Many of the conference sessions highlighted research on the inequitable health care utilization among underserved populations based on poverty, race, ethnicity, geography, lack of insurance, and/or stigmatizing conditions such as HIV. If all these underserved groups sufficiently accessed and utilized health care, projections show that the United States will face a staggering shortage of 96,000 physicians by 2025. What’s interesting to note is that previous projections have estimated smaller shortfalls because they did not account for equitable access and utilization of health care services by underserved populations. It’s encouraging to see that researchers are making progress in documenting the gaps in health care utilization in vulnerable populations; however, the research should not stop there.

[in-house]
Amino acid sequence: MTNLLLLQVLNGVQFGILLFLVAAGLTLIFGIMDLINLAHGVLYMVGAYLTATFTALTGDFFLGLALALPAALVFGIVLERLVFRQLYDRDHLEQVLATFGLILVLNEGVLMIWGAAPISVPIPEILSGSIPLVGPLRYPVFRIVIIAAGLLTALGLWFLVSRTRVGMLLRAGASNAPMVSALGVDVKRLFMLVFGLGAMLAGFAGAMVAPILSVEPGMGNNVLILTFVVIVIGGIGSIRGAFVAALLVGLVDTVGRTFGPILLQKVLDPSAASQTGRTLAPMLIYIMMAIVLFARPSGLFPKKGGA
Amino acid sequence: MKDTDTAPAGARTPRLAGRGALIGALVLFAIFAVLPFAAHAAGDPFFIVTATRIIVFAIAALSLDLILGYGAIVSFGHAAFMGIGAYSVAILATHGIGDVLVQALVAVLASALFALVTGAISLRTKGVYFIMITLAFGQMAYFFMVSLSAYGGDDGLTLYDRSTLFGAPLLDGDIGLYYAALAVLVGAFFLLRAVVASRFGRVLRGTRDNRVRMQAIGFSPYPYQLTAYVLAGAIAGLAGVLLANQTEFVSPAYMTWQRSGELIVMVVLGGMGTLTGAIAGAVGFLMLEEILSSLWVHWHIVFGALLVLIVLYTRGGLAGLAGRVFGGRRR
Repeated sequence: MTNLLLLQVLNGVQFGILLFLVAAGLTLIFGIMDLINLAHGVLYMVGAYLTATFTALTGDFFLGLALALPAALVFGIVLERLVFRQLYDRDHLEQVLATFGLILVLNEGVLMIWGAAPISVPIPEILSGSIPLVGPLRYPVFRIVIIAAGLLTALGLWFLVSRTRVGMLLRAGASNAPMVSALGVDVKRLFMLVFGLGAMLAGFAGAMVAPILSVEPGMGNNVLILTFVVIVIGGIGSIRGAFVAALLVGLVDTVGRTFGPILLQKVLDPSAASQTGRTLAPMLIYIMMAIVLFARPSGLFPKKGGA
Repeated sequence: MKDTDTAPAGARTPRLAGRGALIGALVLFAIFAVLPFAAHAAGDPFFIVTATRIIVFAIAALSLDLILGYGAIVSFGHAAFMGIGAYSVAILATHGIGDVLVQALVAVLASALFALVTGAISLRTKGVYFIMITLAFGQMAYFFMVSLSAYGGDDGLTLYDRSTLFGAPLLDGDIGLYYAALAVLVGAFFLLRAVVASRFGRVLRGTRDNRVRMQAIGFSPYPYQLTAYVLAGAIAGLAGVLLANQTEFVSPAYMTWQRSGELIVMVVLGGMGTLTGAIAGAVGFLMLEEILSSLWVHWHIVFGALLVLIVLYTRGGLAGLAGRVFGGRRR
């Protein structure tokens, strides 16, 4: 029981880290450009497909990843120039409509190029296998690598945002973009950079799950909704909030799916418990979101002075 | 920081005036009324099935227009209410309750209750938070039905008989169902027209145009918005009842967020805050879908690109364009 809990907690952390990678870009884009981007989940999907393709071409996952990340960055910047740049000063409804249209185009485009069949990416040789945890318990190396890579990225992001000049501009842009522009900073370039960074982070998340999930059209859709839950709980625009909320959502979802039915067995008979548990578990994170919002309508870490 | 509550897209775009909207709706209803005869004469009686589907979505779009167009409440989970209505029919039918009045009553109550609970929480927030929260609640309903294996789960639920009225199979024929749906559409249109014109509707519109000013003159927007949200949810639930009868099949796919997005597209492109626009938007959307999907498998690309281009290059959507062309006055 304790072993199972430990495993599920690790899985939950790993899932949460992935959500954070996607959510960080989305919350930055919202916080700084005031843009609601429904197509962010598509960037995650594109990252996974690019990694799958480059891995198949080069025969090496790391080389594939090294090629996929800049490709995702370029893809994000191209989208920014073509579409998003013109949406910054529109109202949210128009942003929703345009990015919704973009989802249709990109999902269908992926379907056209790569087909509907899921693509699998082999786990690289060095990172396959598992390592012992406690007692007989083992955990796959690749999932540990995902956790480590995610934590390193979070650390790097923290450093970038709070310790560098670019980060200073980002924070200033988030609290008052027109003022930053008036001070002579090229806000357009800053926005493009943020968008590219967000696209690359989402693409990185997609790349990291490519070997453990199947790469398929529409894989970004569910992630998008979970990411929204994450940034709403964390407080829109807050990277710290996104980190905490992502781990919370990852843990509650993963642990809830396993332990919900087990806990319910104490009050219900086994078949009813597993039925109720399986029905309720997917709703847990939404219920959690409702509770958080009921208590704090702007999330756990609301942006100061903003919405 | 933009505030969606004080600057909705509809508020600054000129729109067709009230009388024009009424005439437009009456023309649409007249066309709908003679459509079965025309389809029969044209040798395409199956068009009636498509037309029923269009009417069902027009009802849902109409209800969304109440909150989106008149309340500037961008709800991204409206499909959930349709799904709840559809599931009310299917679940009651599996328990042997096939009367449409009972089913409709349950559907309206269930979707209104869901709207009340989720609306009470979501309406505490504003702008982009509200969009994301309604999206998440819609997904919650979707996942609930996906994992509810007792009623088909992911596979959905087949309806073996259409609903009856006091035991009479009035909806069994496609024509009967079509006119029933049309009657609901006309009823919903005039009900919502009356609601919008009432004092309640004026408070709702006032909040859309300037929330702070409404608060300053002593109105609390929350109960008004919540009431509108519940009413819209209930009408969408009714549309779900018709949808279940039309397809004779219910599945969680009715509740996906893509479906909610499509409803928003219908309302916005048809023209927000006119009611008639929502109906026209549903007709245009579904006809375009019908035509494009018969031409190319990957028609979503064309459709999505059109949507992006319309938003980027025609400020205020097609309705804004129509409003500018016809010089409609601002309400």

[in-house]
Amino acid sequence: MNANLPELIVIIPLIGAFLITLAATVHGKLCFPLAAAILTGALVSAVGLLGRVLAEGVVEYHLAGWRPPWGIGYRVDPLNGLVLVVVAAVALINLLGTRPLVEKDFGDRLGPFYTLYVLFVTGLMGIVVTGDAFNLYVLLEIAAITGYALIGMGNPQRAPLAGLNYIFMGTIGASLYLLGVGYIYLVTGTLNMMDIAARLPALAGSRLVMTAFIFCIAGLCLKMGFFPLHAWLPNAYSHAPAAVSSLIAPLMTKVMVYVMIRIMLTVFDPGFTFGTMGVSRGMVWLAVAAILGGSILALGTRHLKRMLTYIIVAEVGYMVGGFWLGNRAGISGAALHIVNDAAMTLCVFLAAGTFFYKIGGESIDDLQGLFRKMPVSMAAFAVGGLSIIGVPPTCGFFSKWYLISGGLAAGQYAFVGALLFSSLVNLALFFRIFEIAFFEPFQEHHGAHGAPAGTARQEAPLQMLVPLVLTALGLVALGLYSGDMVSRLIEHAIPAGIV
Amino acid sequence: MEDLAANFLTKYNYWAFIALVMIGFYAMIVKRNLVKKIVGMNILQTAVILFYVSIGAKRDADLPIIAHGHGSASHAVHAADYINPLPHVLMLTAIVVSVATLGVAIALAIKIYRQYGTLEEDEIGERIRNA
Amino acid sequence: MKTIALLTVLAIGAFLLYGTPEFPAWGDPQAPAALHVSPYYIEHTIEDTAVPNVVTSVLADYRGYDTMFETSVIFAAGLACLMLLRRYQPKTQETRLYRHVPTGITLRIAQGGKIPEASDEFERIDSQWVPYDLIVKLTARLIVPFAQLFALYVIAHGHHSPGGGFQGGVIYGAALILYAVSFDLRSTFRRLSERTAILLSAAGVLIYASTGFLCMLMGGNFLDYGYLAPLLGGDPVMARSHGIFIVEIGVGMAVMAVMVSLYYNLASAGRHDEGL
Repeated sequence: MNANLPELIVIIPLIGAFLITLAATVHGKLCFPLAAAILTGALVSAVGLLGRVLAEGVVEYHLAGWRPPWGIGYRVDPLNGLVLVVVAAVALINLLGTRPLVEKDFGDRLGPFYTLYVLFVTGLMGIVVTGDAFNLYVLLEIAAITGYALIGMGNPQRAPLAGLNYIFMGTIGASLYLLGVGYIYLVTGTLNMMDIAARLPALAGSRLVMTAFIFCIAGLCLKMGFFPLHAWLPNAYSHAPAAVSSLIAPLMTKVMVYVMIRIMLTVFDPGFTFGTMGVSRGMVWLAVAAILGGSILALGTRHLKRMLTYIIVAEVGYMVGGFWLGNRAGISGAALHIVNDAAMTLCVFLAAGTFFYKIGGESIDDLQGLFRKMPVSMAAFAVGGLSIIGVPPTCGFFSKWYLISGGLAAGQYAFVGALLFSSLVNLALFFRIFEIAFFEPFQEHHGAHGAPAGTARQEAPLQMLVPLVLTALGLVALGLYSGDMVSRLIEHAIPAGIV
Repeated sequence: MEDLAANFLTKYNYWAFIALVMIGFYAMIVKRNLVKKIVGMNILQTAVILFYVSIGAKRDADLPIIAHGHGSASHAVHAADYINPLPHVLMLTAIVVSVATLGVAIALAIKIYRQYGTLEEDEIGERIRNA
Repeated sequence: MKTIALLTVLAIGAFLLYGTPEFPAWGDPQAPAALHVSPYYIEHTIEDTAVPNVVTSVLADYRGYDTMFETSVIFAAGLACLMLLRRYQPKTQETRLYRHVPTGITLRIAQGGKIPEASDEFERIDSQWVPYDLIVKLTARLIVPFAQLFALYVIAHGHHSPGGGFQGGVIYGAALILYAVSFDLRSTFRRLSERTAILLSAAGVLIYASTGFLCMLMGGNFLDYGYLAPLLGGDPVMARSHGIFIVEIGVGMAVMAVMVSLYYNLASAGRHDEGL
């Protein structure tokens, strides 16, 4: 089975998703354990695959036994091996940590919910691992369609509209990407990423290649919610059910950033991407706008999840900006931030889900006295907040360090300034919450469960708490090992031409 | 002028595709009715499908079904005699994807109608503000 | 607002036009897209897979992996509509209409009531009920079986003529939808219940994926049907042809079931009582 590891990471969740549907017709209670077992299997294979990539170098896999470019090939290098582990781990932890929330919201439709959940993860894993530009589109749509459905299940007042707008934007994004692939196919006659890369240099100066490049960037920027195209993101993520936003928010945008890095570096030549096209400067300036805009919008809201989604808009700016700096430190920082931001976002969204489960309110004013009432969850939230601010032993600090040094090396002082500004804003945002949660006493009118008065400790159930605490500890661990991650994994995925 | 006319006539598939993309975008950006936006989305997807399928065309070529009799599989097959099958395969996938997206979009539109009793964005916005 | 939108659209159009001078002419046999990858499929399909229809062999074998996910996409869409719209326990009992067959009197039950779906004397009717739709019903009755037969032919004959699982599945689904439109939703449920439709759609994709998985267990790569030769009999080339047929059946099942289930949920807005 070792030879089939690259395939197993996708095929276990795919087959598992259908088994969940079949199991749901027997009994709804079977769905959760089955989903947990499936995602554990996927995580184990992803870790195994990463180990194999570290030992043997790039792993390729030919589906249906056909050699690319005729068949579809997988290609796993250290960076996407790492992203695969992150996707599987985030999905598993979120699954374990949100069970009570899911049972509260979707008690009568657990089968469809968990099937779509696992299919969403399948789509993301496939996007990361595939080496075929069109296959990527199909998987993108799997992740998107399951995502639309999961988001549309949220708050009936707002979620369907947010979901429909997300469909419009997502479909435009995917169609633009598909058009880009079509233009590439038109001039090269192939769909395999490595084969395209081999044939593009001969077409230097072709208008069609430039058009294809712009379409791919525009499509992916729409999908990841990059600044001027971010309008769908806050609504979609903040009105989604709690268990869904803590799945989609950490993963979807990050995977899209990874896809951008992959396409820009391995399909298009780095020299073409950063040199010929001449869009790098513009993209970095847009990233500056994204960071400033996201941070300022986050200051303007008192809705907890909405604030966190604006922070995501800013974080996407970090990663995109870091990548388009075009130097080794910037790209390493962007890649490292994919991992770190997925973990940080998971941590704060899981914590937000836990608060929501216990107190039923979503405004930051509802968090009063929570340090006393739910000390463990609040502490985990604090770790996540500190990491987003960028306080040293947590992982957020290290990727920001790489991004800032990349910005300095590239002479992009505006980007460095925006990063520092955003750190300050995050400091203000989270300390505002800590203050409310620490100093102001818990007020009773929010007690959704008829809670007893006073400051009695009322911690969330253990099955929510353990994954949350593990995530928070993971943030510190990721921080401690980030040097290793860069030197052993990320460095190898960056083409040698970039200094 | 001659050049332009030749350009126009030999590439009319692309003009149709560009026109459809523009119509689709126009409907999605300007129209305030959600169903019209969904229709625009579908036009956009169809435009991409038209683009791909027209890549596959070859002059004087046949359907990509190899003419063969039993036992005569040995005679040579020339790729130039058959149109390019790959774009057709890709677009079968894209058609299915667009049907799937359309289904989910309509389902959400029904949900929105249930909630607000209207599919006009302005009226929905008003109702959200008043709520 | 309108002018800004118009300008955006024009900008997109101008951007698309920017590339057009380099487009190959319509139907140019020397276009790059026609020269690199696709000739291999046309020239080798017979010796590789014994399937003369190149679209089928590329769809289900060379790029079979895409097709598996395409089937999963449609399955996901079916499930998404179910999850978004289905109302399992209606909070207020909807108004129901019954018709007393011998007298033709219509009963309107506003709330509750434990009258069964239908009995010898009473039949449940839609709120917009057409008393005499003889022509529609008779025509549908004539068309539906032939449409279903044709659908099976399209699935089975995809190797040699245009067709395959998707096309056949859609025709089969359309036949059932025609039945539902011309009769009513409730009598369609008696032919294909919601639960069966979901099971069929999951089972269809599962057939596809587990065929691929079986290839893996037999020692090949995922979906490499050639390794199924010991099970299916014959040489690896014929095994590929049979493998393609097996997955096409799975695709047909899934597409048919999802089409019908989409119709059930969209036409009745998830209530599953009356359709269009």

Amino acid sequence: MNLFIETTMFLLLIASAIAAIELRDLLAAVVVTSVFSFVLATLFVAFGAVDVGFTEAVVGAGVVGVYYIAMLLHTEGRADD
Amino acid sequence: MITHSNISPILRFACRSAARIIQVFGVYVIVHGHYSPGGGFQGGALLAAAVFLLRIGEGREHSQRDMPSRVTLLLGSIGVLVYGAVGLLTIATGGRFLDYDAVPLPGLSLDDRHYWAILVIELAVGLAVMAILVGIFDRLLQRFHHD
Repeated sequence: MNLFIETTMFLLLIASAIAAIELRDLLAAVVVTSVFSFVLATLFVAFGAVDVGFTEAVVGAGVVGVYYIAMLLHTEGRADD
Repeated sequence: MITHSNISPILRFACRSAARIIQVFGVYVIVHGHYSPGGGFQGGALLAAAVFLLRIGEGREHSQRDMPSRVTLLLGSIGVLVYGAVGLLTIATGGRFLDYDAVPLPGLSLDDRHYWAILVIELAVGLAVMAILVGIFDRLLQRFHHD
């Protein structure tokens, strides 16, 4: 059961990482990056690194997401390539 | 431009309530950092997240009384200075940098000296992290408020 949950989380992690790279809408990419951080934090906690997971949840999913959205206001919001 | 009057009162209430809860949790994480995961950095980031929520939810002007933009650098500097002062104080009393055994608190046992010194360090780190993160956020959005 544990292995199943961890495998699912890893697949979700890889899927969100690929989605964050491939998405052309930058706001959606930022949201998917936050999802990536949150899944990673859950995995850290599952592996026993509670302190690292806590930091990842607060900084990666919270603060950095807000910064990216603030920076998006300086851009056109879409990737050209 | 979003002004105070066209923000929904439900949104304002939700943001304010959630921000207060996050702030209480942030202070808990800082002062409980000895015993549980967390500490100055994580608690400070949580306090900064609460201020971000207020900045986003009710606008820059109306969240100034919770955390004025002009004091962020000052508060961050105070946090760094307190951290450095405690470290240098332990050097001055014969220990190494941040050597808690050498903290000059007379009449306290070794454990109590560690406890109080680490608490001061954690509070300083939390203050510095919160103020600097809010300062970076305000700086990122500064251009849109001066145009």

While projections such as these may be alarming, I couldn’t help but wonder during the conference how a greater focus on preventive services would alter these shortage estimates. In one session, the presenter pointed out that physician density did not impact avoidable hospitalizations as much as poverty, race/ethnicity, age distribution, and other social determinants of health. Taking this research into account, it seems logical that rather than only focusing on recruiting more medical residents to practice primary care to combat the physician shortage, we should also focus on prevention efforts and health promotion programs that address the social determinants of health. Solving complex health workforce problems will require multi-faceted and innovative solutions. For those of us in public health, it’s our job to help develop and implement the solutions that will optimize health in these vulnerable populations.

Lauren Cenac is a second-year MPH student and a scholar in the Center of Excellence in Maternal and Child Health at Tulane. She plans to graduate in August 2016 from the Department of Global Community Health and Behavioral Sciences with a concentration in Maternal and Child Health. Her interests include prenatal and postpartum care, breastfeeding, and health communication, policy, and research.

June 1, 2016 at 2:11 pm Leave a comment